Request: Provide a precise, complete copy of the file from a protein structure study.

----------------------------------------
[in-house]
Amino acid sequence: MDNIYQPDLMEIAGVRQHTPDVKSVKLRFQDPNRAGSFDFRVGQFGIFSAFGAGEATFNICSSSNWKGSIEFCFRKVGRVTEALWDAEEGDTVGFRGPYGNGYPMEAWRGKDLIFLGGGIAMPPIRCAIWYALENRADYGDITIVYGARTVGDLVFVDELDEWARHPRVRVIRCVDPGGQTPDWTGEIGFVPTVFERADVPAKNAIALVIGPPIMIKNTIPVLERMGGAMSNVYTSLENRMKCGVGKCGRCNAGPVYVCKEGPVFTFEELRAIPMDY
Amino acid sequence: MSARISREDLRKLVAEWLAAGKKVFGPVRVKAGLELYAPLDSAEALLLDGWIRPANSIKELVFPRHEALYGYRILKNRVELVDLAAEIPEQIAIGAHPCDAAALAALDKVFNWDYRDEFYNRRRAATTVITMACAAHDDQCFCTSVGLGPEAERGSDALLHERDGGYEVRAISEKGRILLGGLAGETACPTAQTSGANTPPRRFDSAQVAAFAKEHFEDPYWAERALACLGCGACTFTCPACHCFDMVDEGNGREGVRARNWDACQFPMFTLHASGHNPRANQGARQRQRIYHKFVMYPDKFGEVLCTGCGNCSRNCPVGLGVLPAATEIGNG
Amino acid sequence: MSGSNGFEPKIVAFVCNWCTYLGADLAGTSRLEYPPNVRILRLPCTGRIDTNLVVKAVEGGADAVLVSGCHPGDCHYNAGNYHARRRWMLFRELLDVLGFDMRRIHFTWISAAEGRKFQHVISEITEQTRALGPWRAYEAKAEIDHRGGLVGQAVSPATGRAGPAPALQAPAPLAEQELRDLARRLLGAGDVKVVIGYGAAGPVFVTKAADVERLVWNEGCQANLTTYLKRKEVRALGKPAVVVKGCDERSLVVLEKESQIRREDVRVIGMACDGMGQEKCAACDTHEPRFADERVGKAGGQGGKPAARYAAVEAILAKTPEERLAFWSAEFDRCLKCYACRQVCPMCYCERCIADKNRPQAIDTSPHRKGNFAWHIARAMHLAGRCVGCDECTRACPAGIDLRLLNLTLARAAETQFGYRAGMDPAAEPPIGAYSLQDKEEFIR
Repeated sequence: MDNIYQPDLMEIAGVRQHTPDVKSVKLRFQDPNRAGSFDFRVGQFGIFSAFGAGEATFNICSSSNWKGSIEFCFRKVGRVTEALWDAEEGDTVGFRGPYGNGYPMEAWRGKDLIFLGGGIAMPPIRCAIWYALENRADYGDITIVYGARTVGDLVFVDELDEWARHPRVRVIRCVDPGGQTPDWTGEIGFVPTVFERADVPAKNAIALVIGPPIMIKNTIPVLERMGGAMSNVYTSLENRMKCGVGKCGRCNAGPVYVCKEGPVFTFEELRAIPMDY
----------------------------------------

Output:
[in-house]
Amino acid sequence: MDNIYQPDLMEIAGVRQHTPDVKSVKLRFQDPNRAGSFDFRVGQFGIFSAFGAGEATFNICSSSNWKGSIEFCFRKVGRVTEALWDAEEGDTVGFRGPYGNGYPMEAWRGKDLIFLGGGIAMPPIRCAIWYALENRADYGDITIVYGARTVGDLVFVDELDEWARHPRVRVIRCVDPGGQTPDWTGEIGFVPTVFERADVPAKNAIALVIGPPIMIKNTIPVLERMGGAMSNVYTSLENRMKCGVGKCGRCNAGPVYVCKEGPVFTFEELRAIPMDY
Amino acid sequence: MSARISREDLRKLVAEWLAAGKKVFGPVRVKAGLELYAPLDSAEALLLDGWIRPANSIKELVFPRHEALYGYRILKNRVELVDLAAEIPEQIAIGAHPCDAAALAALDKVFNWDYRDEFYNRRRAATTVITMACAAHDDQCFCTSVGLGPEAERGSDALLHERDGGYEVRAISEKGRILLGGLAGETACPTAQTSGANTPPRRFDSAQVAAFAKEHFEDPYWAERALACLGCGACTFTCPACHCFDMVDEGNGREGVRARNWDACQFPMFTLHASGHNPRANQGARQRQRIYHKFVMYPDKFGEVLCTGCGNCSRNCPVGLGVLPAATEIGNG
Amino acid sequence: MSGSNGFEPKIVAFVCNWCTYLGADLAGTSRLEYPPNVRILRLPCTGRIDTNLVVKAVEGGADAVLVSGCHPGDCHYNAGNYHARRRWMLFRELLDVLGFDMRRIHFTWISAAEGRKFQHVISEITEQTRALGPWRAYEAKAEIDHRGGLVGQAVSPATGRAGPAPALQAPAPLAEQELRDLARRLLGAGDVKVVIGYGAAGPVFVTKAADVERLVWNEGCQANLTTYLKRKEVRALGKPAVVVKGCDERSLVVLEKESQIRREDVRVIGMACDGMGQEKCAACDTHEPRFADERVGKAGGQGGKPAARYAAVEAILAKTPEERLAFWSAEFDRCLKCYACRQVCPMCYCERCIADKNRPQAIDTSPHRKGNFAWHIARAMHLAGRCVGCDECTRACPAGIDLRLLNLTLARAAETQFGYRAGMDPAAEPPIGAYSLQDKEEFIR
Repeated sequence: MDNIYQPDLMEIAGVRQHTPDVKSVKLRFQDPNRAGSFDFRVGQFGIFSAFGAGEATFNICSSSNWKGSIEFCFRKVGRVTEALWDAEEGDTVGFRGPYGNGYPMEAWRGKDLIFLGGGIAMPPIRCAIWYALENRADYGDITIVYGARTVGDLVFVDELDEWARHPRVRVIRCVDPGGQTPDWTGEIGFVPTVFERADVPAKNAIALVIGPPIMIKNTIPVLERMGGAMSNVYTSLENRMKCGVGKCGRCNAGPVYVCKEGPVFTFEELRAIPMDY